This is an archived article that was published on sltrib.com in 2008, and information in the article may be outdated. It is provided only for personal research purposes and may not be reprinted.
A group of Herriman parents is upset that a health teacher in a public middle school answered students' questions about homosexual sex, oral sex and masturbation. They say those topics are forbidden under state law, and they have persuaded Rep. Carl Wimmer to begin work on a bill that would provide criminal penalties for teachers who violate that law by saying too much.
Punitive legislation is exactly what sex education in Utah public schools does not need. This state's sex education curriculum already is so narrow that it discourages or forbids the comprehensive teaching that children need to make informed decisions and protect themselves from unintended pregnancy and disease.
Adding criminal penalties to the mix would only further intimidate teachers and prevent them from fully answering students' questions. That would leave students without a ready source of sound information, since many are too afraid or shy to ask their parents, who may not be fully or properly informed themselves.
Sex is one of the few topics in the curriculum in which ignorance is considered good policy. But it shouldn't be.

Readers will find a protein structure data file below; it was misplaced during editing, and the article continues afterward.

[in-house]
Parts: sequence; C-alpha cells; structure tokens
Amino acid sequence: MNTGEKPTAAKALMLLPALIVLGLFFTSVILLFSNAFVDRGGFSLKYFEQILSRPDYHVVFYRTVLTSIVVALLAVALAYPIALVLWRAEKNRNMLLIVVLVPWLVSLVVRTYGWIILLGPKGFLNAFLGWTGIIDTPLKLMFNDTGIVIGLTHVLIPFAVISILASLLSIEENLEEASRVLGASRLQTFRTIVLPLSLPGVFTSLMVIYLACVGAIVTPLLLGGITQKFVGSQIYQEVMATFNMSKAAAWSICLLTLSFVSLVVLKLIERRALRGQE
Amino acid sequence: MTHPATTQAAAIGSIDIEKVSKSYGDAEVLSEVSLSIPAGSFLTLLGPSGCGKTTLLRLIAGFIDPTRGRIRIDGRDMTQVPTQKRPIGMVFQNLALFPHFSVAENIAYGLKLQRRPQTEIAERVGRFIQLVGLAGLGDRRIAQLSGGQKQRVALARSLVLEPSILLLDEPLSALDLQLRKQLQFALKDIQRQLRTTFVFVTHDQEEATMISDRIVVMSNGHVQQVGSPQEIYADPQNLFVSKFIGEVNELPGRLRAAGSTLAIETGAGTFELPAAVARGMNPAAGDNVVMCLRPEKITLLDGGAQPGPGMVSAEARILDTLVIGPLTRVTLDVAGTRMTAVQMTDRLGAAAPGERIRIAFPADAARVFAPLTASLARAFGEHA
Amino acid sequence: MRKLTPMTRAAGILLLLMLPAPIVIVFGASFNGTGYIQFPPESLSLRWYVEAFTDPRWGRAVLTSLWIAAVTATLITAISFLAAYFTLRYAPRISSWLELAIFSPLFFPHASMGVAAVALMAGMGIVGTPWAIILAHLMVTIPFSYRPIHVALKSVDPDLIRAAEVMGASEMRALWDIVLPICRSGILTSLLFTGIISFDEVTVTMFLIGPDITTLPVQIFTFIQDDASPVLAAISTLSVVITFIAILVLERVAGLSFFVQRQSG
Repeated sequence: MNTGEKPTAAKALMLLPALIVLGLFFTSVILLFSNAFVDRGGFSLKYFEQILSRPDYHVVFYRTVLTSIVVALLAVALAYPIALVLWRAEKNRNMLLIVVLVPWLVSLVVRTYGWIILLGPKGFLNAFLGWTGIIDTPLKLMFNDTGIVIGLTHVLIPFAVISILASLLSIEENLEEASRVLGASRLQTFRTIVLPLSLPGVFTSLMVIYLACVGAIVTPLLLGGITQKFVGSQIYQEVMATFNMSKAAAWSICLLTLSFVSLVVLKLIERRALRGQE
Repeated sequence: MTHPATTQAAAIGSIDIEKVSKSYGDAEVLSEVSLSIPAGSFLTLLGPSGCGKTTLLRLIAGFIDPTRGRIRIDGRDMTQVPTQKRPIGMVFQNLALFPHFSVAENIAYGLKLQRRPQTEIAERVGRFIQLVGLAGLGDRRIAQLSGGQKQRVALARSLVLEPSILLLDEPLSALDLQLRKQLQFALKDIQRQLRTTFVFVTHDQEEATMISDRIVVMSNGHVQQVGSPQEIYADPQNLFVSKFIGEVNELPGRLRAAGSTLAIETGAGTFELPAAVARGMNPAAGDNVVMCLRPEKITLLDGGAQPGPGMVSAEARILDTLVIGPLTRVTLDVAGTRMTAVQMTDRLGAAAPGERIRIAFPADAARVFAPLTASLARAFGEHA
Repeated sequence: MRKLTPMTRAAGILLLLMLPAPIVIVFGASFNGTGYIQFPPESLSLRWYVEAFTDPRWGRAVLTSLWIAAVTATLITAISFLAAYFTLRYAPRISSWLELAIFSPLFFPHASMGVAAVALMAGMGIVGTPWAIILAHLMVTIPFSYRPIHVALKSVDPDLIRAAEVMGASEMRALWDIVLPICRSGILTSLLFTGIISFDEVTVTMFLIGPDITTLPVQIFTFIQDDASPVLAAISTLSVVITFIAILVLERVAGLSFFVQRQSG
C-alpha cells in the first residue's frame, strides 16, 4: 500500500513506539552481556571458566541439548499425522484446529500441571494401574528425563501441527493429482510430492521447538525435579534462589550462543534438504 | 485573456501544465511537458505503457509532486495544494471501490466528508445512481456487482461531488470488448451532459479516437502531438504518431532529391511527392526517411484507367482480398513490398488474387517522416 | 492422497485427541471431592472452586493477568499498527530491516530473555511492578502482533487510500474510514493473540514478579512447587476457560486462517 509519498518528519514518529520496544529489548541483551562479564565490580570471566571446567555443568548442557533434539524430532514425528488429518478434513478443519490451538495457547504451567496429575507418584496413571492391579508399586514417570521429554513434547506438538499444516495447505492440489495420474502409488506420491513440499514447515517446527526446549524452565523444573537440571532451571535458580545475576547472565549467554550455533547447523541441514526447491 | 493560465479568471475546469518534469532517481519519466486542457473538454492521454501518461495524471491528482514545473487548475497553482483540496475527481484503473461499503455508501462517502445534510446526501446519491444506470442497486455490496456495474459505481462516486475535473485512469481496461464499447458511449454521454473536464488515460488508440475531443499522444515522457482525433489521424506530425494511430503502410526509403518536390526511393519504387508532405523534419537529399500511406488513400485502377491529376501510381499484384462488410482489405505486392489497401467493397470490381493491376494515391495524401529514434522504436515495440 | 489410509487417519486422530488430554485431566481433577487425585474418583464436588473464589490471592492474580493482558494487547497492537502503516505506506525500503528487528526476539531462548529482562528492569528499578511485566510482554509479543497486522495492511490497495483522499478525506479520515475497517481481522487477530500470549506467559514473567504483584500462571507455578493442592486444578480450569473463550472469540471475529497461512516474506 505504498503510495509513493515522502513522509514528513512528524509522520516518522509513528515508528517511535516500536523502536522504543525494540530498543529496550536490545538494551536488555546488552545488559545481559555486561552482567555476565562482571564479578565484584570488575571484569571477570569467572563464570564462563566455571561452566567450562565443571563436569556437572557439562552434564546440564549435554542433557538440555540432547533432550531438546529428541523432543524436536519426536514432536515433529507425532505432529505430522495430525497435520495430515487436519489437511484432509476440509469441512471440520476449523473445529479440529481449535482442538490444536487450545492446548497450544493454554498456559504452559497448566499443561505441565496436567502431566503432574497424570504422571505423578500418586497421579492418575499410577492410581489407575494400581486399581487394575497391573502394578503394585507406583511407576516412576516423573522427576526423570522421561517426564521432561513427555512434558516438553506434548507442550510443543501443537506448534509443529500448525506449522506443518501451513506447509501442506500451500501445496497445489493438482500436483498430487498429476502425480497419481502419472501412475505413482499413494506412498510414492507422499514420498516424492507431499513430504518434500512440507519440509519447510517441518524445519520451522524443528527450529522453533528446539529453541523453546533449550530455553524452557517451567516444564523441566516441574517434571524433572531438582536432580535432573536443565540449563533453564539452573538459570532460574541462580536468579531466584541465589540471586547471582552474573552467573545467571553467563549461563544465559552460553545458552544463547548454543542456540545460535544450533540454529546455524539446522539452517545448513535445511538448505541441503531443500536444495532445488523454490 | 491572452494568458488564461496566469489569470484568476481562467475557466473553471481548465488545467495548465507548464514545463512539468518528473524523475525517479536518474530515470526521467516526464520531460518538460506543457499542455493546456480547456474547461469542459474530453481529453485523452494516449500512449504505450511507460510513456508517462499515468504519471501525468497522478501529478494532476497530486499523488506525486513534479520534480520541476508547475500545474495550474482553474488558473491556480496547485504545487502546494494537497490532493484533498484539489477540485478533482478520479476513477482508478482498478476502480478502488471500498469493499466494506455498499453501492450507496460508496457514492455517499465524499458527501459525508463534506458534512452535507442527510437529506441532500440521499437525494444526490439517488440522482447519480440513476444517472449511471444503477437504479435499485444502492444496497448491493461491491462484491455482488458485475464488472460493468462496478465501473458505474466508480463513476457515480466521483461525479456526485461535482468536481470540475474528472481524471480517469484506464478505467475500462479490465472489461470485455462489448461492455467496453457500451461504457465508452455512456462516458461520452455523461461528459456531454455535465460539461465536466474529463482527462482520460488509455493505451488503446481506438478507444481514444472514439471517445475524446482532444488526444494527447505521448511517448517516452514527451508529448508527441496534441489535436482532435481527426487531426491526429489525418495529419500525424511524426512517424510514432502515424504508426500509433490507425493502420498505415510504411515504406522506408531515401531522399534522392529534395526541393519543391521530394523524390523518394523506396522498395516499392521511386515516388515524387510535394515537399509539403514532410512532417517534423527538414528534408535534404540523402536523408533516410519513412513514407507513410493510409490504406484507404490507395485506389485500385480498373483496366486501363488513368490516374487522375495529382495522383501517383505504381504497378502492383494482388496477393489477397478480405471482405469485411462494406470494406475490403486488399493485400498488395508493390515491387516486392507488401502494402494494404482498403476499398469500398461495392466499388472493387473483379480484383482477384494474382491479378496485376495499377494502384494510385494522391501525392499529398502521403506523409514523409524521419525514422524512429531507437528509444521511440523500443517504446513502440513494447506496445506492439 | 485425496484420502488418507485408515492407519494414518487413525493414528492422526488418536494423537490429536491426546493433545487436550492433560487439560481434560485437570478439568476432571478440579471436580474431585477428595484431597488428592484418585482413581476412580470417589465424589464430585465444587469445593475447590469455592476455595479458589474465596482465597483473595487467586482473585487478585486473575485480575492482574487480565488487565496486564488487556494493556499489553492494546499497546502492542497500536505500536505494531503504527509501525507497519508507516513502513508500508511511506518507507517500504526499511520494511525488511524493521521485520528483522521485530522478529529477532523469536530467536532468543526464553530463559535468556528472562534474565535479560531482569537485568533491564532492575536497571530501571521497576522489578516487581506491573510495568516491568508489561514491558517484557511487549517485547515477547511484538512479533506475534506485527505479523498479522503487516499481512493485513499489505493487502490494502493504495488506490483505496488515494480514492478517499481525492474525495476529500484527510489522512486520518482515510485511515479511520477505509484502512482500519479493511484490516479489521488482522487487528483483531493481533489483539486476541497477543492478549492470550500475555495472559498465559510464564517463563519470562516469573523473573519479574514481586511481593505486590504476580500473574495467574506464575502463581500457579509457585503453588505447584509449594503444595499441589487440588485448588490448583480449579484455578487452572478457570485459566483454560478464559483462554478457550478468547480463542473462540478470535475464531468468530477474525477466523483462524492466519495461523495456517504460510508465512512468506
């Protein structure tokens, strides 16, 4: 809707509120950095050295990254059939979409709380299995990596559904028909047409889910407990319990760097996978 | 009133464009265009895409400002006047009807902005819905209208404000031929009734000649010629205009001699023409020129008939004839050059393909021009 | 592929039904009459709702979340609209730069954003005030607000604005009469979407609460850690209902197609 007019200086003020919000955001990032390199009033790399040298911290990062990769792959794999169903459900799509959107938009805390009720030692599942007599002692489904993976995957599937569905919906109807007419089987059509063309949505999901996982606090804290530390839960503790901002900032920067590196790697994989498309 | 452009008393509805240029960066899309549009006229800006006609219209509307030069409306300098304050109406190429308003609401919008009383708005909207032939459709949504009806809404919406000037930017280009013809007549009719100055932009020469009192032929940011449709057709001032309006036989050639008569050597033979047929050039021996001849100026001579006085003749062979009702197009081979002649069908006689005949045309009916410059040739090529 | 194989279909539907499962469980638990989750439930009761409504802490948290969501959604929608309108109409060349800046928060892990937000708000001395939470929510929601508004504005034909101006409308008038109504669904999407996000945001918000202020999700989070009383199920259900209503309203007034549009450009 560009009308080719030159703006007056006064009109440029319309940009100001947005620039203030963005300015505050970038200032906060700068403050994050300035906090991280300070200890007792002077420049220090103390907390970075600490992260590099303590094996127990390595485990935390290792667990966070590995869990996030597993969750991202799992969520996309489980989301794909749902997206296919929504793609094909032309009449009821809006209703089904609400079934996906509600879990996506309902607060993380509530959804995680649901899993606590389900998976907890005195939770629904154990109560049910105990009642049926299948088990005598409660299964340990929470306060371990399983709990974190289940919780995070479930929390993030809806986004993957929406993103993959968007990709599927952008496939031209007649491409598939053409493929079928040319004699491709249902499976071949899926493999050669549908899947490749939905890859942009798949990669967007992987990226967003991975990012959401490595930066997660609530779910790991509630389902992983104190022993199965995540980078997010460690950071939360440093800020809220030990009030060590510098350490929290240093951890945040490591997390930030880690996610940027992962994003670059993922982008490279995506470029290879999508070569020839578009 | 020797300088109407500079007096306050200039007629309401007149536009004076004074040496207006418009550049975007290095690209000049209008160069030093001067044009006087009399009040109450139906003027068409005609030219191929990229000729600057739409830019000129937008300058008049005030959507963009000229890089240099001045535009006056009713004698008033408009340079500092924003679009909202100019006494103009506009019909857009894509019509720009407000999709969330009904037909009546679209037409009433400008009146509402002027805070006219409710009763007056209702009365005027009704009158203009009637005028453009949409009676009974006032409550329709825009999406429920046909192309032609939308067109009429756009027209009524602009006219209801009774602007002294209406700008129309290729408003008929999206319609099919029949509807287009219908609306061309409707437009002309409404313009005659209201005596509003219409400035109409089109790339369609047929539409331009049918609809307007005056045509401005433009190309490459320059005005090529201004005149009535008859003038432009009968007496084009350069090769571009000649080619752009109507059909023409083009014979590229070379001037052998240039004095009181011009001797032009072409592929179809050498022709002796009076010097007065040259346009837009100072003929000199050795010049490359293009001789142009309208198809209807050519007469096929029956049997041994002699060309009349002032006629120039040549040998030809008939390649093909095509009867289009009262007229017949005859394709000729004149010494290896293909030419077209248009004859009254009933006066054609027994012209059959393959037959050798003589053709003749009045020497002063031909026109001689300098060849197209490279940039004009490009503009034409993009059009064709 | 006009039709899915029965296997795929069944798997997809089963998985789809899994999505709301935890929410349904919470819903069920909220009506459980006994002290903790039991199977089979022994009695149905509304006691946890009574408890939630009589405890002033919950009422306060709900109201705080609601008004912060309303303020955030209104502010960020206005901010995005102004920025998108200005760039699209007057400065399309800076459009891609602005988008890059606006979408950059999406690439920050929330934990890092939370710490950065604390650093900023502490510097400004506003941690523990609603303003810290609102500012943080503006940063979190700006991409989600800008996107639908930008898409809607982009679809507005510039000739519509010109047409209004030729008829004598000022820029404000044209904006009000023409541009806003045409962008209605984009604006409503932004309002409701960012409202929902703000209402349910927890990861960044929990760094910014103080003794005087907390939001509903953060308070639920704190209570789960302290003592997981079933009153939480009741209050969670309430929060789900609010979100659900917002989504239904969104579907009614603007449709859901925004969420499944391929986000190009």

We do not know what the teacher is alleged to have said, so we cannot judge whether her statements were within the law or the bounds of good judgment. She has been placed on paid administrative leave during an investigation.
What we do know is that it would be ridiculous to try to teach students about HIV or other sexually transmitted diseases and how to prevent their spread without also discussing sexual practices. Apparently, the public is not fully informed, because health departments report that the rates of some sexually transmitted infections are growing alarmingly, particularly among young people.
We also know that middle schoolers are curious about masturbation. It makes sense to give them medically sound information rather than have them fall prey to anxiety from misinformation or popular myths.
State law prohibits promoting or encouraging sexual behavior, but it also requires teaching about the threat of diseases and how to prevent them. That's a distinction that may escape some students no matter how careful a teacher tries to be.
If the state is going to ask teachers to take on this delicate subject, it is not reasonable to place them under the sword of criminal prosecution.